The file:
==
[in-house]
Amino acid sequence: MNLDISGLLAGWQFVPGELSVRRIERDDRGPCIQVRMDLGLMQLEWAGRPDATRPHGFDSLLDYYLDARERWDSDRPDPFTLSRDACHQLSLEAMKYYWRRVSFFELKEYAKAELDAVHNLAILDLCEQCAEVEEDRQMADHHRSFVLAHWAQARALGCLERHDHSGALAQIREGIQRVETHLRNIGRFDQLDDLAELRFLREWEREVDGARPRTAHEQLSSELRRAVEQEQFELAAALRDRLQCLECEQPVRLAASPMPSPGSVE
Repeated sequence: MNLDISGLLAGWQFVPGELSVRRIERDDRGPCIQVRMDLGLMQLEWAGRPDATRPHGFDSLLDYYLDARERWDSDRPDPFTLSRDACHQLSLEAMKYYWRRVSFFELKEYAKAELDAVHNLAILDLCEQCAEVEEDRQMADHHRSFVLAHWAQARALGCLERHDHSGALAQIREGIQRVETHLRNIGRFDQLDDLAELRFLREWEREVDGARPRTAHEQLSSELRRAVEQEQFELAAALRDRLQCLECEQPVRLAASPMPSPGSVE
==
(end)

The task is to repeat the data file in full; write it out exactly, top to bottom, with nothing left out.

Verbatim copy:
[in-house]
Amino acid sequence: MNLDISGLLAGWQFVPGELSVRRIERDDRGPCIQVRMDLGLMQLEWAGRPDATRPHGFDSLLDYYLDARERWDSDRPDPFTLSRDACHQLSLEAMKYYWRRVSFFELKEYAKAELDAVHNLAILDLCEQCAEVEEDRQMADHHRSFVLAHWAQARALGCLERHDHSGALAQIREGIQRVETHLRNIGRFDQLDDLAELRFLREWEREVDGARPRTAHEQLSSELRRAVEQEQFELAAALRDRLQCLECEQPVRLAASPMPSPGSVE
Repeated sequence: MNLDISGLLAGWQFVPGELSVRRIERDDRGPCIQVRMDLGLMQLEWAGRPDATRPHGFDSLLDYYLDARERWDSDRPDPFTLSRDACHQLSLEAMKYYWRRVSFFELKEYAKAELDAVHNLAILDLCEQCAEVEEDRQMADHHRSFVLAHWAQARALGCLERHDHSGALAQIREGIQRVETHLRNIGRFDQLDDLAELRFLREWEREVDGARPRTAHEQLSSELRRAVEQEQFELAAALRDRLQCLECEQPVRLAASPMPSPGSVE